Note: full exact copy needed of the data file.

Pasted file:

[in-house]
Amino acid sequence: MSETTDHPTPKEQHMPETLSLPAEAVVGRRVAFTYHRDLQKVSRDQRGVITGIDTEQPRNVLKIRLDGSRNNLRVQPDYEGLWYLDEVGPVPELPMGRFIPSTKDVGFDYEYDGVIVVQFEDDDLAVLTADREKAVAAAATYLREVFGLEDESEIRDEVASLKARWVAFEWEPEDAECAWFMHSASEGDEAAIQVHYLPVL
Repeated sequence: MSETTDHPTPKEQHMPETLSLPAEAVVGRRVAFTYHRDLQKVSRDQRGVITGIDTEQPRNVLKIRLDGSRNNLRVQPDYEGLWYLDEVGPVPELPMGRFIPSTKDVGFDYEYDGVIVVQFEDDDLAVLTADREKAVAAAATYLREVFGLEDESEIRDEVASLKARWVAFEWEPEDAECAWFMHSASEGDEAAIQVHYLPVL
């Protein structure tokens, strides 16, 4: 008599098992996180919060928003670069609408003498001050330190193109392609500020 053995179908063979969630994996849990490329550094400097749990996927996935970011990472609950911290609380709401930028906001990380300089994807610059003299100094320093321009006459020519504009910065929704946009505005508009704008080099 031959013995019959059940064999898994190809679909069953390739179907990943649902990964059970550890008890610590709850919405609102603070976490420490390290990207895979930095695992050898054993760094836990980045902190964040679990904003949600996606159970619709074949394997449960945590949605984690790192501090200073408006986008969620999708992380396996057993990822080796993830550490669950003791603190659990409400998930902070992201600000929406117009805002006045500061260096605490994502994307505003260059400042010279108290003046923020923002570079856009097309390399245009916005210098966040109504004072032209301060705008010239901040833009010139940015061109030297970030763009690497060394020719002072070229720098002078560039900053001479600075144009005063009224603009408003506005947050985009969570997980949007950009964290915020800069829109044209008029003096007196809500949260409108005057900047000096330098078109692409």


[in-house]
Amino acid sequence: MSETTDHPTPKEQHMPETLSLPAEAVVGRRVAFTYHRDLQKVSRDQRGVITGIDTEQPRNVLKIRLDGSRNNLRVQPDYEGLWYLDEVGPVPELPMGRFIPSTKDVGFDYEYDGVIVVQFEDDDLAVLTADREKAVAAAATYLREVFGLEDESEIRDEVASLKARWVAFEWEPEDAECAWFMHSASEGDEAAIQVHYLPVL
Repeated sequence: MSETTDHPTPKEQHMPETLSLPAEAVVGRRVAFTYHRDLQKVSRDQRGVITGIDTEQPRNVLKIRLDGSRNNLRVQPDYEGLWYLDEVGPVPELPMGRFIPSTKDVGFDYEYDGVIVVQFEDDDLAVLTADREKAVAAAATYLREVFGLEDESEIRDEVASLKARWVAFEWEPEDAECAWFMHSASEGDEAAIQVHYLPVL
């Protein structure tokens, strides 16, 4: 008599098992996180919060928003670069609408003498001050330190193109392609500020 053995179908063979969630994996849990490329550094400097749990996927996935970011990472609950911290609380709401930028906001990380300089994807610059003299100094320093321009006459020519504009910065929704946009505005508009704008080099 031959013995019959059940064999898994190809679909069953390739179907990943649902990964059970550890008890610590709850919405609102603070976490420490390290990207895979930095695992050898054993760094836990980045902190964040679990904003949600996606159970619709074949394997449960945590949605984690790192501090200073408006986008969620999708992380396996057993990822080796993830550490669950003791603190659990409400998930902070992201600000929406117009805002006045500061260096605490994502994307505003260059400042010279108290003046923020923002570079856009097309390399245009916005210098966040109504004072032209301060705008010239901040833009010139940015061109030297970030763009690497060394020719002072070229720098002078560039900053001479600075144009005063009224603009408003506005947050985009969570997980949007950009964290915020800069829109044209008029003096007196809500949260409108005057900047000096330098078109692409």